Ian

  13. #13
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    Default Little oxy set using disposable gas -- useful for occasional DIY or just a gimmick?

    Quote Originally Posted by Gunnaduit View Post
    Thanks for sharing your experience on the disposable map-oxy sets, Sparksy. It sounds good for plumbers. But maybe not so good for light steel fabrication. In my mind brazing still has its place, but yeah, it probably needs more powerful equipment than that to be versatile. 2nd hand oxy-acet would be one way to go -- or the oxy-lpg stuff.

    There was an interesting article about the pros and cons of lpg vs acetylene welding in "The Shed" magazine from New Zealand, earlier this year: https://the-shed.nz/welding-with-lpg/ . Incidentally it looks like a great mag, pity the subscription to Australia is twice the NZ price. If I lived in NZ I think I'd definitely subscribe.

    Ian
    I agree about The Shed magazine. I usually end up with the current edition whenever I travel to NZ. Seems to be something of interest to me in every one I pick up.
    That oxy-lpg article has some great info. Particularly about the difference in gas pressure between acetylene and lpg. Something that hadn't occurred to me even though I knew the different pressures in isolation. I had to replace my hoses and the oxy regulator at one point due to my own stupidity (knocked over an unrestrained oxy bottle) and I need to check that I haven't ended up with oxy-acet hoses without thinking.

    EDIT: I misread the article, thinking that the hose pressure for LPG was 100psi. Hose pressure is still only 15psi(100kpa) the same as acetylene.
    Its the LPG cylinder pressure that is 100psi.
    I've been using an acetylene rated hose on my lpg setup though - so will get that sorted.
    FWIW the rated pressures for both types of hoses are about the same. The difference in these ones will be due to their physical size or construction I'm guessing:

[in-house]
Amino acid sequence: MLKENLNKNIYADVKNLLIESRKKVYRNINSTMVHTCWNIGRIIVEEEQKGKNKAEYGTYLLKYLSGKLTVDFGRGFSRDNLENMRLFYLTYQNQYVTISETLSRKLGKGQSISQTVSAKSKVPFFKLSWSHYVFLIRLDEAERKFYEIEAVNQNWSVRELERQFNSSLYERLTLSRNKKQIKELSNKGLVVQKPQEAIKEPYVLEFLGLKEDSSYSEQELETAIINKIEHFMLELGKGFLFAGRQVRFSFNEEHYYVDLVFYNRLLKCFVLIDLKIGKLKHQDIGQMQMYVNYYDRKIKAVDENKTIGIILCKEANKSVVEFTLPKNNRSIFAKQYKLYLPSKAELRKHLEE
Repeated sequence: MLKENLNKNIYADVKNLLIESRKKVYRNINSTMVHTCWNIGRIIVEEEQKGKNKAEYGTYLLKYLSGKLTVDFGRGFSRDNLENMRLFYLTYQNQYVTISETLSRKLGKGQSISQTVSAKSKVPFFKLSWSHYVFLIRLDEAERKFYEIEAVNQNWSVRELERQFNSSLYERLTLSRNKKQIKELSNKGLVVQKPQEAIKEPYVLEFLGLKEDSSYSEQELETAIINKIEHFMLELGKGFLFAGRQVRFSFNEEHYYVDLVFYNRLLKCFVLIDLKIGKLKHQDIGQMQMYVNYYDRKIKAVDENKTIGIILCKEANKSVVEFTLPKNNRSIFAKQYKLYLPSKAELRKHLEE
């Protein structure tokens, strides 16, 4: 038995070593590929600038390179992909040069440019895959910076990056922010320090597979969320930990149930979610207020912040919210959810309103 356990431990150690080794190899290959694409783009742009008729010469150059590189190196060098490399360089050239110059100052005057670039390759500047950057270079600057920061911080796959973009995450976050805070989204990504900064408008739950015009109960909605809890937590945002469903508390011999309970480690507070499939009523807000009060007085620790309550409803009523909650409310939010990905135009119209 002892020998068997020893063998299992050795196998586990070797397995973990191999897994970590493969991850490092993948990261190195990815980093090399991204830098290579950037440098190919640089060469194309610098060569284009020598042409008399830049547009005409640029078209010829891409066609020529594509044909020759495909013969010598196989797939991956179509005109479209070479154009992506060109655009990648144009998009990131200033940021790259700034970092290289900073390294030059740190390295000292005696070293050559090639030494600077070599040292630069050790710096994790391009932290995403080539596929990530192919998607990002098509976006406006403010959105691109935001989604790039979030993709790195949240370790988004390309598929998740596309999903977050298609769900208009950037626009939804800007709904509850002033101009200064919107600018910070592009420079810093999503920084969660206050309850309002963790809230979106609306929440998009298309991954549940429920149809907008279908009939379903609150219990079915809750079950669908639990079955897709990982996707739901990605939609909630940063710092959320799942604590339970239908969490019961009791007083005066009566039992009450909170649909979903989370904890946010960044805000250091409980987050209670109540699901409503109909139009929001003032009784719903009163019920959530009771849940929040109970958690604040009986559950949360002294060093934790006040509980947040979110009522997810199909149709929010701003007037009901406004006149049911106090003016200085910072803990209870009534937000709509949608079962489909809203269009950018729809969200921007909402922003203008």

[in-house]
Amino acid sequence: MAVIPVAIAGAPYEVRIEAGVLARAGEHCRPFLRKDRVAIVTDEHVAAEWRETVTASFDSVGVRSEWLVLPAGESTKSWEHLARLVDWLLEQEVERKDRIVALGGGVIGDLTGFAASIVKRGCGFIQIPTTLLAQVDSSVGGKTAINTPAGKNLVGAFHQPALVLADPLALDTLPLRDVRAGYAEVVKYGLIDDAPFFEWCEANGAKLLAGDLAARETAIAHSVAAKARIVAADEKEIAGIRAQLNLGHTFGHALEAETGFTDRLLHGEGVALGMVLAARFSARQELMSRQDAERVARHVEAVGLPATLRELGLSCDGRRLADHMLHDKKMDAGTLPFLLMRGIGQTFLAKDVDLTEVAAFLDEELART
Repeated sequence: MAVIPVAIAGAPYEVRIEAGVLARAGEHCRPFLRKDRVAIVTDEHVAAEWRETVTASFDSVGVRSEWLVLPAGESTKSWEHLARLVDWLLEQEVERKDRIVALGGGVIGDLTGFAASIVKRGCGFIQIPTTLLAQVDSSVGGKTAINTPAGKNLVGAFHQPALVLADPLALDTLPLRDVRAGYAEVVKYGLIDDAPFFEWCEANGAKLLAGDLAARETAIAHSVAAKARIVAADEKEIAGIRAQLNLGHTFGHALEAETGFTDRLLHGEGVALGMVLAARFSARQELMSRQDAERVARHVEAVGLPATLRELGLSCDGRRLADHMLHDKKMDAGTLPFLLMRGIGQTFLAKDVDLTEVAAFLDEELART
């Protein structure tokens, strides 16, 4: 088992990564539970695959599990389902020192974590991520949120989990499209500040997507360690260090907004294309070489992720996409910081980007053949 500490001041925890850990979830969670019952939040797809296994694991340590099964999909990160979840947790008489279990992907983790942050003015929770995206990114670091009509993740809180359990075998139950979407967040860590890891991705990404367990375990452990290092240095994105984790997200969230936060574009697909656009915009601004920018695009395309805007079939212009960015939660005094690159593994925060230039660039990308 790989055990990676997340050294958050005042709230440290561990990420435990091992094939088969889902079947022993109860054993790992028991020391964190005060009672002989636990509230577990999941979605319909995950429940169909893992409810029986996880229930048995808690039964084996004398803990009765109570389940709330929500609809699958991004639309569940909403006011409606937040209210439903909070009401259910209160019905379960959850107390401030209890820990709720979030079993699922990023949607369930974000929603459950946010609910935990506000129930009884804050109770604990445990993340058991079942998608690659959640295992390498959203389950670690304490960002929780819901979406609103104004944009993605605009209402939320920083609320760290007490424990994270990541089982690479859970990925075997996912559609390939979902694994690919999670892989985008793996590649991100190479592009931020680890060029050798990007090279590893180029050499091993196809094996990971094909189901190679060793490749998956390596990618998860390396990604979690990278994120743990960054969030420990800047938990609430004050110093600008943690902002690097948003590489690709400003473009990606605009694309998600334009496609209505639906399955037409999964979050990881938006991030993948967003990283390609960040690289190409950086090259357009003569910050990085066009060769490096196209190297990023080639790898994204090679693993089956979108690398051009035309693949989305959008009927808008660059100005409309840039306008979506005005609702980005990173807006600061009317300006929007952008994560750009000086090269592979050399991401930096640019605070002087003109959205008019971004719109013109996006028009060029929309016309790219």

Might not be the same up your way, but I just had a quick look on F/B Marketplace locally and there are plenty of used oxy-acet and even some oxy-lpg sets starting from around $150.
    I went lpg instead of acet just to save on the bottle cost. LPG works just as well for cutting, just takes a bit longer to get up to the initial start temperature before you can hit the cut lever as the flame temp is lower. There's always an LPG bottle with some gas in it around here so I only have to worry about the oxy bottle.

    Steve

  14. #14
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    Apologies for the thread hijack with Oxy-LPG posts - but being safety related I think its important to set things straight.

    For my own peace of mind, I did some research on the material used in the ALFAGOMMA oxy-acet hoses I've been using with my oxy-lpg setup.
    I can't find any difference in the hoses between the 2 types of fuel hoses. From what I can see the core hose is the same for oxy and both fuels - just different outer colour. The tube in all the hoses is Black SBR (Styrene butadiene rubber )
    Oxy-Acetylene
    https://hosefactory.com.au/products/...180-psi-in-5mm
    Oxy-LPG
    https://hosefactory.com.au/products/...80-psi-as-1335

    From THE SHED article referenced above:
    Hoses
    Acetylene hoses are usually red or maroon and LPG hoses are orange, to distinguish them. The difference is in the inner tube. The acetylene hose is usually black styrene/butane rubber, and the propane hose black nitrile/butadiene rubber. Hoses have a limited life. If by chance the wrong gas is used, these hoses will perish and rupture prematurely.

    I guess the important word there is "USUALLY" xxx rubber.

    In my specific situation I'm comfortable that the fuel hose I've got is OK to keep using although not technically the correct one.
    If I had realised when I bought it, I'd have definitely got an actual oxy-lpg hose rather than assuming they were just the same hose for both fuels.
    YMMV - but definitely something to be aware of.

    Steve

  15. #15
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    If you're thinking about a MIG that does TIG, this unit might be worth looking at:
    https://www.bunnings.com.au/bossweld...elder_p0274491
    It comes with MIG, stick and TIG gear.

    The catch with wanting to run MIG & TIG is that you'll need both MIG mix and Argon bottles.